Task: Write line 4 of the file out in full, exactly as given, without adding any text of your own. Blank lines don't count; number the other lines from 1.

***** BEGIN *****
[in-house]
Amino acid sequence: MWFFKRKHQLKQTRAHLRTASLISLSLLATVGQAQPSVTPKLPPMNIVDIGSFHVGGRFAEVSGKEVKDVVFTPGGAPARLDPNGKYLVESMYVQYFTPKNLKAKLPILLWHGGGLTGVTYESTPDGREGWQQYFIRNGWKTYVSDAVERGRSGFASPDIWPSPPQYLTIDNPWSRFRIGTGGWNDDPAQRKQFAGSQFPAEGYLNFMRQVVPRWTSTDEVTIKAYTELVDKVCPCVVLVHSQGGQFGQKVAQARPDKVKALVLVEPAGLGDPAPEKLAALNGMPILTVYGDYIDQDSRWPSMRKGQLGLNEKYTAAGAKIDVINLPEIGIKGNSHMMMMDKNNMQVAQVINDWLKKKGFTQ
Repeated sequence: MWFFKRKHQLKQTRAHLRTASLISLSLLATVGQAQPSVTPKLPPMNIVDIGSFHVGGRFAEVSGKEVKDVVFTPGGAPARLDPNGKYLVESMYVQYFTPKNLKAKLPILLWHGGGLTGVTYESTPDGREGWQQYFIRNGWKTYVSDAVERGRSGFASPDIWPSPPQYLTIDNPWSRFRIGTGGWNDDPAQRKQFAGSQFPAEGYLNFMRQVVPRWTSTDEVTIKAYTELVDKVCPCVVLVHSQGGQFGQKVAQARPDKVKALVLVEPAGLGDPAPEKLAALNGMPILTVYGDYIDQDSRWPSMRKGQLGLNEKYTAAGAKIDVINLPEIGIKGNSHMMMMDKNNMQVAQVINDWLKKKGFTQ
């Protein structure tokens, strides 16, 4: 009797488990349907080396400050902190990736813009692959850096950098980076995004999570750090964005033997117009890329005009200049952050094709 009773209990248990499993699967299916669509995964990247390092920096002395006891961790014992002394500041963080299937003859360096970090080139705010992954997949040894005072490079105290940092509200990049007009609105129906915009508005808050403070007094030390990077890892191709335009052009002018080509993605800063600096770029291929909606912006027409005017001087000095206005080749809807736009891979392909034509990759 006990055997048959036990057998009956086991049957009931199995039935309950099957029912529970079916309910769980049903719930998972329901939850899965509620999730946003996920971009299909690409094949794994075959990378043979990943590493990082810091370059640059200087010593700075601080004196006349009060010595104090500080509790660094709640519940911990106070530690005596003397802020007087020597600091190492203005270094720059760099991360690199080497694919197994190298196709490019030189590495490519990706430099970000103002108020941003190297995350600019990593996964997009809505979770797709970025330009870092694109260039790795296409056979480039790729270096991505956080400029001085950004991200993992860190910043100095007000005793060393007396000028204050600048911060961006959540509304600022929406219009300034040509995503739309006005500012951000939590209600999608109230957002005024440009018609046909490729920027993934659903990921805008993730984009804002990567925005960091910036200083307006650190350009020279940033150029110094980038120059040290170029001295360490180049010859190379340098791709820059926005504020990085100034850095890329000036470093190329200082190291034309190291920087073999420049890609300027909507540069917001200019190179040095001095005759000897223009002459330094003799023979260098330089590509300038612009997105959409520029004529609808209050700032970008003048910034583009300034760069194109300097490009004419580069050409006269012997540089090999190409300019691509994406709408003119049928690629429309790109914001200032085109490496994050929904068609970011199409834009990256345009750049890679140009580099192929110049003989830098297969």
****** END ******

């Protein structure tokens, strides 16, 4: 009797488990349907080396400050902190990736813009692959850096950098980076995004999570750090964005033997117009890329005009200049952050094709 009773209990248990499993699967299916669509995964990247390092920096002395006891961790014992002394500041963080299937003859360096970090080139705010992954997949040894005072490079105290940092509200990049007009609105129906915009508005808050403070007094030390990077890892191709335009052009002018080509993605800063600096770029291929909606912006027409005017001087000095206005080749809807736009891979392909034509990759 006990055997048959036990057998009956086991049957009931199995039935309950099957029912529970079916309910769980049903719930998972329901939850899965509620999730946003996920971009299909690409094949794994075959990378043979990943590493990082810091370059640059200087010593700075601080004196006349009060010595104090500080509790660094709640519940911990106070530690005596003397802020007087020597600091190492203005270094720059760099991360690199080497694919197994190298196709490019030189590495490519990706430099970000103002108020941003190297995350600019990593996964997009809505979770797709970025330009870092694109260039790795296409056979480039790729270096991505956080400029001085950004991200993992860190910043100095007000005793060393007396000028204050600048911060961006959540509304600022929406219009300034040509995503739309006005500012951000939590209600999608109230957002005024440009018609046909490729920027993934659903990921805008993730984009804002990567925005960091910036200083307006650190350009020279940033150029110094980038120059040290170029001295360490180049010859190379340098791709820059926005504020990085100034850095890329000036470093190329200082190291034309190291920087073999420049890609300027909507540069917001200019190179040095001095005759000897223009002459330094003799023979260098330089590509300038612009997105959409520029004529609808209050700032970008003048910034583009300034760069194109300097490009004419580069050409006269012997540089090999190409300019691509994406709408003119049928690629429309790109914001200032085109490496994050929904068609970011199409834009990256345009750049890679140009580099192929110049003989830098297969």